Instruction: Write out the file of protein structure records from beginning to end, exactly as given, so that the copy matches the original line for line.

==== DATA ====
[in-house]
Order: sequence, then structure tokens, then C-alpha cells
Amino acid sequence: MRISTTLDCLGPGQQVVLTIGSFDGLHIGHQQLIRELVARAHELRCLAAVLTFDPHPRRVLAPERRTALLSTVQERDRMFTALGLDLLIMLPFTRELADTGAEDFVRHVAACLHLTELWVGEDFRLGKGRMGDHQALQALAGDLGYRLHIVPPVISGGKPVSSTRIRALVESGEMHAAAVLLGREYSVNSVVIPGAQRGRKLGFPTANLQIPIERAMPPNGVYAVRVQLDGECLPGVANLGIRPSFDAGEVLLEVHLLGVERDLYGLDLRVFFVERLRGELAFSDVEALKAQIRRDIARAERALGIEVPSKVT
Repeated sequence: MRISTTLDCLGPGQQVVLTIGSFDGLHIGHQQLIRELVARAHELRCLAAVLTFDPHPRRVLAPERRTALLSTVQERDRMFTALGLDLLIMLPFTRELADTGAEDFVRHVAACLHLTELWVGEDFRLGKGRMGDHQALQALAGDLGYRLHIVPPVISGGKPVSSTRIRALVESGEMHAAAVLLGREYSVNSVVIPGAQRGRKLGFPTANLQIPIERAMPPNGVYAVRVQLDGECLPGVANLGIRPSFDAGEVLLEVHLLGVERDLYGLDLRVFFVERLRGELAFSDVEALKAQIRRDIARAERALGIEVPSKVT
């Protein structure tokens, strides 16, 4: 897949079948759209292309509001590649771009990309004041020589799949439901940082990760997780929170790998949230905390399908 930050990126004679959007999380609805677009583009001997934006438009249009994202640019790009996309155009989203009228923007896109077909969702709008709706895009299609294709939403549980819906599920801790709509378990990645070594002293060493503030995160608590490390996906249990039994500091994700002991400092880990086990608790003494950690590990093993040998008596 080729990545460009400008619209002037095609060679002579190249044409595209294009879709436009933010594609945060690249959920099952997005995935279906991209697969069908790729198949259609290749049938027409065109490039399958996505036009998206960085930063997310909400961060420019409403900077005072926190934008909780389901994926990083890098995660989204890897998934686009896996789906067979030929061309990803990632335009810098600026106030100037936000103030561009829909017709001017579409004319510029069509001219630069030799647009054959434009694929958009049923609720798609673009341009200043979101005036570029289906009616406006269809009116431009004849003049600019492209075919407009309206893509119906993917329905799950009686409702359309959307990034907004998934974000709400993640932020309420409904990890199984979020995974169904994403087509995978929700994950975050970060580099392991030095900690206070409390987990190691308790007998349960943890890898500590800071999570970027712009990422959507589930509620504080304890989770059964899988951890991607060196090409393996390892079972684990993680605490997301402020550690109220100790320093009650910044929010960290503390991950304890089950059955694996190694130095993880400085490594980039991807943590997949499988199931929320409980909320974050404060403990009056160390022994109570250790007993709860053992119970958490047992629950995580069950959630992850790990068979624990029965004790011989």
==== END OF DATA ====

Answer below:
[in-house]
Order: sequence, then structure tokens, then C-alpha cells
Amino acid sequence: MRISTTLDCLGPGQQVVLTIGSFDGLHIGHQQLIRELVARAHELRCLAAVLTFDPHPRRVLAPERRTALLSTVQERDRMFTALGLDLLIMLPFTRELADTGAEDFVRHVAACLHLTELWVGEDFRLGKGRMGDHQALQALAGDLGYRLHIVPPVISGGKPVSSTRIRALVESGEMHAAAVLLGREYSVNSVVIPGAQRGRKLGFPTANLQIPIERAMPPNGVYAVRVQLDGECLPGVANLGIRPSFDAGEVLLEVHLLGVERDLYGLDLRVFFVERLRGELAFSDVEALKAQIRRDIARAERALGIEVPSKVT
Repeated sequence: MRISTTLDCLGPGQQVVLTIGSFDGLHIGHQQLIRELVARAHELRCLAAVLTFDPHPRRVLAPERRTALLSTVQERDRMFTALGLDLLIMLPFTRELADTGAEDFVRHVAACLHLTELWVGEDFRLGKGRMGDHQALQALAGDLGYRLHIVPPVISGGKPVSSTRIRALVESGEMHAAAVLLGREYSVNSVVIPGAQRGRKLGFPTANLQIPIERAMPPNGVYAVRVQLDGECLPGVANLGIRPSFDAGEVLLEVHLLGVERDLYGLDLRVFFVERLRGELAFSDVEALKAQIRRDIARAERALGIEVPSKVT
């Protein structure tokens, strides 16, 4: 897949079948759209292309509001590649771009990309004041020589799949439901940082990760997780929170790998949230905390399908 930050990126004679959007999380609805677009583009001997934006438009249009994202640019790009996309155009989203009228923007896109077909969702709008709706895009299609294709939403549980819906599920801790709509378990990645070594002293060493503030995160608590490390996906249990039994500091994700002991400092880990086990608790003494950690590990093993040998008596 080729990545460009400008619209002037095609060679002579190249044409595209294009879709436009933010594609945060690249959920099952997005995935279906991209697969069908790729198949259609290749049938027409065109490039399958996505036009998206960085930063997310909400961060420019409403900077005072926190934008909780389901994926990083890098995660989204890897998934686009896996789906067979030929061309990803990632335009810098600026106030100037936000103030561009829909017709001017579409004319510029069509001219630069030799647009054959434009694929958009049923609720798609673009341009200043979101005036570029289906009616406006269809009116431009004849003049600019492209075919407009309206893509119906993917329905799950009686409702359309959307990034907004998934974000709400993640932020309420409904990890199984979020995974169904994403087509995978929700994950975050970060580099392991030095900690206070409390987990190691308790007998349960943890890898500590800071999570970027712009990422959507589930509620504080304890989770059964899988951890991607060196090409393996390892079972684990993680605490997301402020550690109220100790320093009650910044929010960290503390991950304890089950059955694996190694130095993880400085490594980039991807943590997949499988199931929320409980909320974050404060403990009056160390022994109570250790007993709860053992119970958490047992629950995580069950959630992850790990068979624990029965004790011989």